In the clinic, lymph node characterization following ferumoxtran-10 administration is based on qualitative assessment of signal intensity changes within the nodes. The accuracy of this technique can be further improved by using quantitative methods to detect minimal malignant infiltration of small nodes. By performing a dual-echo T2*-weighted gradient-echo sequence, it is possible to quantify ferumoxtran-10 uptake by calculating the T2* relaxation rate of the lymph node (12). However, an optimal T2* value that clearly differentiates between benign and malignant lymph nodes is yet to be determined.

CONCLUSIONS

Accurate nodal staging is important for deciding the choice of therapy and for predicting patient prognosis. MR lymphangiography using the intravenously administered contrast agent ferumoxtran-10, has emerged as a powerful new tool for the evaluation of nodal involvement. Accurate image interpretation of ferumox-tran-10-enhanced MR lymphangiography demands that careful attention be paid to the contrast administration and MR scanning technique.

APPENDIX

Typical Pulse Sequence Parameters

Pulse sequence parameters for the 1.5-T Horizon imager (GE Medical Systems,

Milwaukee, Wisconsin, U.S.A.) are as follows:

1. T2-weighted fast spin-echo sequence: repetition time (TR) = 4500 to 5500 msec, time-to-echo (TE) = 80 to 100 msec, flip angle = 90°, three signals acquired, section thickness = 3 mm, gap = 0 mm, 256 x 256 matrix, and field of view = 22 to 30 cm.

2. T2*-weighted gradient-echo sequence: TR = 300 to 400 msec, TE = 24 msec, flip angle = 20°, two signals acquired, section thickness = 3 mm, gap = 0 mm, 160 x 256 matrix, and field of view = 22 to 30 cm.

3. 2D T1-weighted gradient-echo sequence: TR = 175msec, TE = 1.8msec, flip angle = 80°, two signals acquired, section thickness = 4 mm, gap =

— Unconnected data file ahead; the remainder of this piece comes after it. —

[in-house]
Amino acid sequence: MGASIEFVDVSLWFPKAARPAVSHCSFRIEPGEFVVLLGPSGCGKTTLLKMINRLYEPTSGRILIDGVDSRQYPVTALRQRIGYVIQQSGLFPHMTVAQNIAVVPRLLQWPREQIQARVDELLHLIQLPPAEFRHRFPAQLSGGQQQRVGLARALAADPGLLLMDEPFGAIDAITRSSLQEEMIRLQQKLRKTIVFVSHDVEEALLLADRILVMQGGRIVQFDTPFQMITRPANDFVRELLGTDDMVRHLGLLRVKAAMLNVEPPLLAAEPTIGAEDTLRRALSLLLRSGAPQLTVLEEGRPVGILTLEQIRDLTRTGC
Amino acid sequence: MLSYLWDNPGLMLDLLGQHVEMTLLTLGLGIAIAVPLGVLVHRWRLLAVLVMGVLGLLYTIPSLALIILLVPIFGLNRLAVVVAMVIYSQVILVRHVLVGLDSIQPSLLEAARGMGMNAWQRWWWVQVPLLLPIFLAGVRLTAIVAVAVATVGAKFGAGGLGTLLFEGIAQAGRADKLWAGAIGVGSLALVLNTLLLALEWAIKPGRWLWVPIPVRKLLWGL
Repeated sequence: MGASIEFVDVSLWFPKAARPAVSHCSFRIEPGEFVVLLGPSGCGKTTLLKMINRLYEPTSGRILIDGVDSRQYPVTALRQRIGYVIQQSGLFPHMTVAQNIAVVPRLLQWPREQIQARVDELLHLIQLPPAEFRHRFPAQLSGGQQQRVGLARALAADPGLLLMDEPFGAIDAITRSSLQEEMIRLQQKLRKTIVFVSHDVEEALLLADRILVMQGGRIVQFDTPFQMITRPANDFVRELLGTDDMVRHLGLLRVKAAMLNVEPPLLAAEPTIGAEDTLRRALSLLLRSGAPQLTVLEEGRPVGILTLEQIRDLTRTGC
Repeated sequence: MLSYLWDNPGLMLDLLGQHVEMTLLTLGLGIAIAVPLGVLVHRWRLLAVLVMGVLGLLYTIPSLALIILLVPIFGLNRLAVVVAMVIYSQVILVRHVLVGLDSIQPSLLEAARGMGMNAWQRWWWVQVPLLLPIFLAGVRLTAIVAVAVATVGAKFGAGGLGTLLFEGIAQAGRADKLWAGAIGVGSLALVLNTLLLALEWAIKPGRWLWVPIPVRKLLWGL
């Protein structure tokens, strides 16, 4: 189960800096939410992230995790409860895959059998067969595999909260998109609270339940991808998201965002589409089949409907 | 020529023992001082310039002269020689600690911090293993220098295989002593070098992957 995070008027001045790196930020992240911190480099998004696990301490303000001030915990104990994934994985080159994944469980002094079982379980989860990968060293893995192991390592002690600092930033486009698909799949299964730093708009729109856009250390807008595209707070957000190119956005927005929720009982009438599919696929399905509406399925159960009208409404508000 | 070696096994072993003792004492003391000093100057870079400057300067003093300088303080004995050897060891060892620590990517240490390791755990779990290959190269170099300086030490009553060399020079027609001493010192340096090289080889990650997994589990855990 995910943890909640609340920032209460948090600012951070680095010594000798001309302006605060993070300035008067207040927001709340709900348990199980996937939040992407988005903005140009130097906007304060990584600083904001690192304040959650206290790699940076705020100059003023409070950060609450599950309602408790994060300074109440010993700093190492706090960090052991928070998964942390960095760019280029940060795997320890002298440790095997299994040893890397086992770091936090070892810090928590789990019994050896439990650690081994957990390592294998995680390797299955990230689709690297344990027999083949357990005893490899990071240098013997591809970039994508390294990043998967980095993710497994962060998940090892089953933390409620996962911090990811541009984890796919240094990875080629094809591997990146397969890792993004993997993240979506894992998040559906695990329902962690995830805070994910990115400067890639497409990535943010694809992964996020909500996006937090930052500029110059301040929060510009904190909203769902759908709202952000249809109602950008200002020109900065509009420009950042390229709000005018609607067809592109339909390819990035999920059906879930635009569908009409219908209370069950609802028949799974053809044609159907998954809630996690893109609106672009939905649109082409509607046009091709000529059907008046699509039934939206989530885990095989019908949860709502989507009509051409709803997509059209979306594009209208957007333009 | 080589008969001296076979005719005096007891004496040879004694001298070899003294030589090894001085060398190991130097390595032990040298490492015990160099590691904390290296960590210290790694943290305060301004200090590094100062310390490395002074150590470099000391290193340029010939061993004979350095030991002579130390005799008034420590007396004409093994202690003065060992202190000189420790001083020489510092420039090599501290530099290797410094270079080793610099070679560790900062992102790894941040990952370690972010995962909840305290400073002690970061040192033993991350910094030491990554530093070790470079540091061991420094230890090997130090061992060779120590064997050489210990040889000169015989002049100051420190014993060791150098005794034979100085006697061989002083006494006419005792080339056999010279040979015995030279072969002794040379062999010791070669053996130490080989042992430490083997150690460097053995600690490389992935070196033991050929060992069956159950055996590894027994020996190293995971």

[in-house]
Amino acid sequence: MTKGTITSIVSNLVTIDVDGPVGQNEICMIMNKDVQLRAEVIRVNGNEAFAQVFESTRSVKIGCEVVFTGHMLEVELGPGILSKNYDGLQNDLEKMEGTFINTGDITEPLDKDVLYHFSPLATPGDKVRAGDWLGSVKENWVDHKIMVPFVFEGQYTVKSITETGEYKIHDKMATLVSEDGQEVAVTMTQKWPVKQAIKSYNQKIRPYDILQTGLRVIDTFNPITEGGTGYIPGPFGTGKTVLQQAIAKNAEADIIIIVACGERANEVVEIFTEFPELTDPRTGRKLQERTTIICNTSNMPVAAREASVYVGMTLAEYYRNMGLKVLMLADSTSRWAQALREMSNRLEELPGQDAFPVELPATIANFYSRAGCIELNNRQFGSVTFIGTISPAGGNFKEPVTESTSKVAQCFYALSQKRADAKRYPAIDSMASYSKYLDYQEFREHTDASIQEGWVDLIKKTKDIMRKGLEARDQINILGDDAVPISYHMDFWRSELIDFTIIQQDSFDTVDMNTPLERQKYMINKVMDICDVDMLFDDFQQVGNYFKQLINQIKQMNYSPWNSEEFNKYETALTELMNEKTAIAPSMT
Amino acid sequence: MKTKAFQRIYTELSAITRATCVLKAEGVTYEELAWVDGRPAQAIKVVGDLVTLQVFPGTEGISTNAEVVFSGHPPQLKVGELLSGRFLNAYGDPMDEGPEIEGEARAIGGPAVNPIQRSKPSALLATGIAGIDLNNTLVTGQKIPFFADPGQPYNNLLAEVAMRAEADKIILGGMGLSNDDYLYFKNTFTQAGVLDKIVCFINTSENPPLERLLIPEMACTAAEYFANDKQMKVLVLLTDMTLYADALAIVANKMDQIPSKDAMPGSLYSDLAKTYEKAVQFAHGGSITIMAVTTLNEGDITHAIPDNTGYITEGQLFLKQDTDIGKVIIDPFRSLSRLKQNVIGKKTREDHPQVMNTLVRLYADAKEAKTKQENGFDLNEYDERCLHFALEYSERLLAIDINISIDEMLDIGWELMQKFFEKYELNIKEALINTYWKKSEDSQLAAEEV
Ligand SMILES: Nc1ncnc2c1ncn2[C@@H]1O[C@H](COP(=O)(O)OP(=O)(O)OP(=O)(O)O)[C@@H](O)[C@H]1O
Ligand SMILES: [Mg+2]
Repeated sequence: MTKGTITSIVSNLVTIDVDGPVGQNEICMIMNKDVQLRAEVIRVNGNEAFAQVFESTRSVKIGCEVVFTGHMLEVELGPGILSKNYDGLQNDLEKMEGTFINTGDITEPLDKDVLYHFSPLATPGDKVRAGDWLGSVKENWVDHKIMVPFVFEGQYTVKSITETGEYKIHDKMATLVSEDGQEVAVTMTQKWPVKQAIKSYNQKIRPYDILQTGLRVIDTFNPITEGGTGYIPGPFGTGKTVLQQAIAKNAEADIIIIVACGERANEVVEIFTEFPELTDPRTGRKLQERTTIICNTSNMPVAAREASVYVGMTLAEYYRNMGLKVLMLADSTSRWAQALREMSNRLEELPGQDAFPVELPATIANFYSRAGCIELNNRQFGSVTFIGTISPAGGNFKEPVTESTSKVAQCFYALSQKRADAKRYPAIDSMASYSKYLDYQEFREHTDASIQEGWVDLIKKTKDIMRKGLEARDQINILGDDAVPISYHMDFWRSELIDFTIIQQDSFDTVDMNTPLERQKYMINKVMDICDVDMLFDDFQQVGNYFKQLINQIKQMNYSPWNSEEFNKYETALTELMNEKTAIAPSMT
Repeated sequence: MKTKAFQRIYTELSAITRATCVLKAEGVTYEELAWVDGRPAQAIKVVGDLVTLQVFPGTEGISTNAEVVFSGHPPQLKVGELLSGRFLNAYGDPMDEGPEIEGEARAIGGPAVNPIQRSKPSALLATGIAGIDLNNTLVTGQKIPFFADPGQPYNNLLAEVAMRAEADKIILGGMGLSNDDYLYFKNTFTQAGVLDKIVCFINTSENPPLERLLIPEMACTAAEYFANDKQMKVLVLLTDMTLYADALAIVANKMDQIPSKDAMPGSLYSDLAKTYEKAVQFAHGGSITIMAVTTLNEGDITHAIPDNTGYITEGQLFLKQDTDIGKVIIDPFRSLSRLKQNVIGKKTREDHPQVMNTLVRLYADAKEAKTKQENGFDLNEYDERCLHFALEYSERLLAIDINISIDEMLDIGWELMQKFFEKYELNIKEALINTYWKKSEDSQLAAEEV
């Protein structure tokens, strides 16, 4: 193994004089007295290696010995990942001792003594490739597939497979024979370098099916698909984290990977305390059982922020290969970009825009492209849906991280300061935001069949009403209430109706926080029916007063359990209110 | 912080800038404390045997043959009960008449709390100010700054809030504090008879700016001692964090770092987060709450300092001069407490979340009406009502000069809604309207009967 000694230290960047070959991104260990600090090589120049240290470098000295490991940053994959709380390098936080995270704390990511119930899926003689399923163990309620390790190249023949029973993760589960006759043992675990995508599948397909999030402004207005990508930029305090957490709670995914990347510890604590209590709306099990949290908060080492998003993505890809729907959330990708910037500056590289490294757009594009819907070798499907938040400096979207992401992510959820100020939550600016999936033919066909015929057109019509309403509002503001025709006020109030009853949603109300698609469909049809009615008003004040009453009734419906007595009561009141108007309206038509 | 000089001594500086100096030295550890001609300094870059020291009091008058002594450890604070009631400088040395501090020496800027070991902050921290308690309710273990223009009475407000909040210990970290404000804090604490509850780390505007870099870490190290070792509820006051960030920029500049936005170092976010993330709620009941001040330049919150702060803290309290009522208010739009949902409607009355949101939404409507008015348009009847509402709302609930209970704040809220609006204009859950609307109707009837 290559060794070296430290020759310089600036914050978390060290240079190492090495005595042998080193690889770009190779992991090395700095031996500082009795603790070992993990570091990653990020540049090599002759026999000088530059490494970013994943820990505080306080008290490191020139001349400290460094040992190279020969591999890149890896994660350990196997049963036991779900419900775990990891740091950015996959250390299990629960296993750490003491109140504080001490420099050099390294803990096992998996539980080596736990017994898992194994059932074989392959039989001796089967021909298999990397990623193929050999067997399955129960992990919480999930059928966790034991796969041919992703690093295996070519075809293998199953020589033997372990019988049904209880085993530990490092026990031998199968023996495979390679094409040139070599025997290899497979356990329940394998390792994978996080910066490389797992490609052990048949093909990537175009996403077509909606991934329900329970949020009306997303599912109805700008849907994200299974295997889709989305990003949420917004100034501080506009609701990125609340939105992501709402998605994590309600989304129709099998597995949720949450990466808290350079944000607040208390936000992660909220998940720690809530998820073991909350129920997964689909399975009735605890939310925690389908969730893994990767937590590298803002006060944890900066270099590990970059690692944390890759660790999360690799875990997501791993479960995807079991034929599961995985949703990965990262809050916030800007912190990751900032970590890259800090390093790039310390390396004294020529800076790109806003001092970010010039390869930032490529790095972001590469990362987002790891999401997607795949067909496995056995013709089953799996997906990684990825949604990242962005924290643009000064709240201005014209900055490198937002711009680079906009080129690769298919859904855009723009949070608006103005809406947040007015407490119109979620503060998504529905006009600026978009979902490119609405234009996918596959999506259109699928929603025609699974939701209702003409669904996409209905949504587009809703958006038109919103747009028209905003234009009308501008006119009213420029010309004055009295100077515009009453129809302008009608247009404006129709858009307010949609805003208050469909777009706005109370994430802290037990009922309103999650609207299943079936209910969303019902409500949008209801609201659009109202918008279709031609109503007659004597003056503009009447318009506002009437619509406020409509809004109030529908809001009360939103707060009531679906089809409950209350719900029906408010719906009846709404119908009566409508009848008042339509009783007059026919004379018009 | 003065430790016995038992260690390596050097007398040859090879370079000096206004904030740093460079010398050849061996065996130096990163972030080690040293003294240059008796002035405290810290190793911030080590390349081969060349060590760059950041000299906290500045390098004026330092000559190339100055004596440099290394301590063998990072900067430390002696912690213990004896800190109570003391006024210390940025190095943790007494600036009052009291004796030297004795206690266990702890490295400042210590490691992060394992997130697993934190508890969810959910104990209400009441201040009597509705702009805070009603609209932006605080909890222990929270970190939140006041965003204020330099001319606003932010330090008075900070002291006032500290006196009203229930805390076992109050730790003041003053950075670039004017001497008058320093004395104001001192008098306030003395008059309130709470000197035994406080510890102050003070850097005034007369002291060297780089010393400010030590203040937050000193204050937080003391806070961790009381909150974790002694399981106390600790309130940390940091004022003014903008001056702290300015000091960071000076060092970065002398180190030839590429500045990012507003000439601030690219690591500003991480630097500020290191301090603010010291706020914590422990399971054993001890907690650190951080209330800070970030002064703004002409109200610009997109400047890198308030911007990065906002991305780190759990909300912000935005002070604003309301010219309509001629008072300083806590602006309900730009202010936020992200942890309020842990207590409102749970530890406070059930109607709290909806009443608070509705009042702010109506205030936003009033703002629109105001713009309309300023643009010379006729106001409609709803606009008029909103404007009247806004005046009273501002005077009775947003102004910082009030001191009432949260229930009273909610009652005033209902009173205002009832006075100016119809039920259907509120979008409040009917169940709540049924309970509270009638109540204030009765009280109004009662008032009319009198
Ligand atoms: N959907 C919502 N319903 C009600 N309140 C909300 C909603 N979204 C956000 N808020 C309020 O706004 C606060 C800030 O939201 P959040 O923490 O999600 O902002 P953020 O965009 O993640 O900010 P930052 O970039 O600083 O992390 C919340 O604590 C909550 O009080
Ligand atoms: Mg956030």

0 mm, 128 x 256 matrix, and field of view = 22 to 30 cm.

4. 3D T1-weighted gradient-echo sequence: TR = 4.5 to 5.5msec, TE = 1.4 msec, flip angle = 15°, two signals acquired, section thickness = 5 mm, gap = 0 mm, 256 x 256 matrix, and field of view = 24 to 32 cm.

Pulse sequence parameters for the 1.5-T Magnetom Symphony imager (Siemens

Medical Solutions, Erlangen, Germany) are as follows:

1. High spatial resolution 3D T1-weighted magnetization-prepared rapid gradient-echo (MP-RAGE) sequence: TR = 1540msec, TE = 3.93 msec, TI = 800 msec, flip angle = 8°, one signal acquired, section thickness =

1 mm, gap = 0mm, 256 x 256matrix, extrapolated to 512 x 512, and field of view = 300 mm.

2. T1-weighted turbo spin-echo sequence: TR = 1800 to 2000msec, TE = 15 msec, ETL 3, flip angle = 180°, two signals acquired, section thickness = 3 mm, gap = 0 mm, 512 x 384 matrix, and field of view = 285 mm. Images are obtained in the axial and oblique plane parallel to the iliac vessels.

3. 2D T2*-weighted fast low-angle shot (FLASH) or T2*-weighted multiecho data image combination (MEDIC) sequences: TR = 800 to 1500 msec, TEeff = 18 msec, flip angle = 30°, two signals acquired, section thickness = 3 mm, matrix 512 x 512, and field of view 285 mm. Images are obtained in the same planes as the T1-weighted turbo spin-echo sequences.